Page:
Alcohol drinking in social gatherings and celebrations is quite common worldwide, including in Hong Kong. However, many people are unaware of the harm that alcohol does to their health.
Alcohol has both immediate and long-term effects on health. Drinking alcohol in large amount in a short period of time can lead to acute harm due to accident or violence to oneself and others. It also increases the risk of intoxication, even death. Being classified as a Group 1 carcinogen to humans, alcohol consumption causes cancers of mouth, pharynx, larynx, oesophagus, liver, colorectum, and female breasts. The more alcohol consumed and cumulated over time, the higher the risk of suffering from a wide range of long term illnesses including gastritis, gastric ulcers, liver cirrhosis, obesity, hypertension, heart disease, cerebrovascular disease and mental illnesses. Pregnant women who drink alcohol have higher chance of giving birth to babies with birth defects, growth and developmental problems. Alcohol use is also associated with many serious social issues, including domestic violence, child neglect and abuse, and absenteeism in the workplace.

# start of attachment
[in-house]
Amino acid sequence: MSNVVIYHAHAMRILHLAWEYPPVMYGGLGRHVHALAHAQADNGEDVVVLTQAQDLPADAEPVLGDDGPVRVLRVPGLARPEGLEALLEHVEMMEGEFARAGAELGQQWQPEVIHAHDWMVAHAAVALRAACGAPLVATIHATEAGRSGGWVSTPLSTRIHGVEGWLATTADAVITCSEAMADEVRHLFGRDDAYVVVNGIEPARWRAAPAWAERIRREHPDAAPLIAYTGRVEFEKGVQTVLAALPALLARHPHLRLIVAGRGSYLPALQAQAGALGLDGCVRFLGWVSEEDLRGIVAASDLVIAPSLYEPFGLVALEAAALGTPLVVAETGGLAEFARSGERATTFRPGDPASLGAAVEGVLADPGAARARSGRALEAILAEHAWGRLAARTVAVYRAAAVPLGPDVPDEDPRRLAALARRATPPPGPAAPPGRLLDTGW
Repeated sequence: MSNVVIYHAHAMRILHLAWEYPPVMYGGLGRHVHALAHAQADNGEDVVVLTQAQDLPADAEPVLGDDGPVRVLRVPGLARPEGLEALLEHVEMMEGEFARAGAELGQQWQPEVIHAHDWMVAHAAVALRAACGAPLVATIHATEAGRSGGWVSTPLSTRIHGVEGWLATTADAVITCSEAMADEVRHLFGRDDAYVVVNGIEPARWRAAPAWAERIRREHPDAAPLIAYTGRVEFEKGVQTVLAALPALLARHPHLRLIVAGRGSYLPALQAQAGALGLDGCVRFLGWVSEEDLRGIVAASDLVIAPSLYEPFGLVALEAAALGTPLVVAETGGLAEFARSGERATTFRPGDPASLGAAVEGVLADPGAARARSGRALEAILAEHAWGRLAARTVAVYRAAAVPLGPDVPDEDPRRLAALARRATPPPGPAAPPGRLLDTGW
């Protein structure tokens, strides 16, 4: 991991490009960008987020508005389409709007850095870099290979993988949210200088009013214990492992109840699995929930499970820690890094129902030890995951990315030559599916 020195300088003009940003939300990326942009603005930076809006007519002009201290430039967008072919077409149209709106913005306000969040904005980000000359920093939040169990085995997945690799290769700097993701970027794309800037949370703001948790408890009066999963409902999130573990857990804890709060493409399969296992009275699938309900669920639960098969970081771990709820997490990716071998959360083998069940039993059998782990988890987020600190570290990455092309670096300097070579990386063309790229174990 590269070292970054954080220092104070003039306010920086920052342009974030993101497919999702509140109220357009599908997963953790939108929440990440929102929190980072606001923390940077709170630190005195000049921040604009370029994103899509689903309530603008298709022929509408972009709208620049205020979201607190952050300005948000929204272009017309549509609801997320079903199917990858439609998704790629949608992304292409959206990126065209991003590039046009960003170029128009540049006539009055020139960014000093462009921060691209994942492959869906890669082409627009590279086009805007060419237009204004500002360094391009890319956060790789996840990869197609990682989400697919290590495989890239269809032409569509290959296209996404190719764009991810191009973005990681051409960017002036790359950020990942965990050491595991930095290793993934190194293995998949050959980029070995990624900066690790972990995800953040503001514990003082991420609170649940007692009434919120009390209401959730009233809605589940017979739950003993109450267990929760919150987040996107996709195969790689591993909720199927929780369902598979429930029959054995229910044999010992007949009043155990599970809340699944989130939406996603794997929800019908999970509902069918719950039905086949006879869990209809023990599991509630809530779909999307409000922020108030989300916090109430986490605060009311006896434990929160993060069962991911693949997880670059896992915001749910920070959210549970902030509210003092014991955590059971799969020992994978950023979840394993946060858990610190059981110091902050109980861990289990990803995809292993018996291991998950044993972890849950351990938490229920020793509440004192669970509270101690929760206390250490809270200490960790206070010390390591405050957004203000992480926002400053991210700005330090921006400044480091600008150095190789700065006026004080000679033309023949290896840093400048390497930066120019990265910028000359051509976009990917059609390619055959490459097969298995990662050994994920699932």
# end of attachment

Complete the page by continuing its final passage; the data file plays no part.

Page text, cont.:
Situation in Hong Kong
Population Health Survey 2020-22 found that 8.7% of the population aged 15 or above drank alcoholic beverages regularly (drank at least once per week) in the 12 months preceding the survey. The proportions of regular drinkers were higher among males (14.1%) than females (4.0%). By age group, the proportions of regular drinkers were relatively lower at 3.8% among the young (i.e. aged 15-24) and at 2.1% among the old (i.e. aged 85 or above), and was the highest at 11.1% among the middle age group 45-54. The survey also revealed that 2.0% of people aged 15 or above had binge drinking (i.e. drinking at least 5 cans of beer, 5 glasses of table wines or 5 pegs of spirits on a single occasion) at least monthly.
Non-drinkers should not start drinking for the perceived health benefits of alcohol consumption. For those who choose to drink alcoholic beverages, limit the drink or even quit drinking to minimise alcohol-related harm. Do not binge drink at any time. Pregnant women, children and adolescents, people feeling unwell or on drug treatment as well as those operating machine or driving, should not drink.
To learn more about minimising alcohol-related harm, please visit related webpage (Alcohol and Health) on the "Change for Health" website of the Department of Health.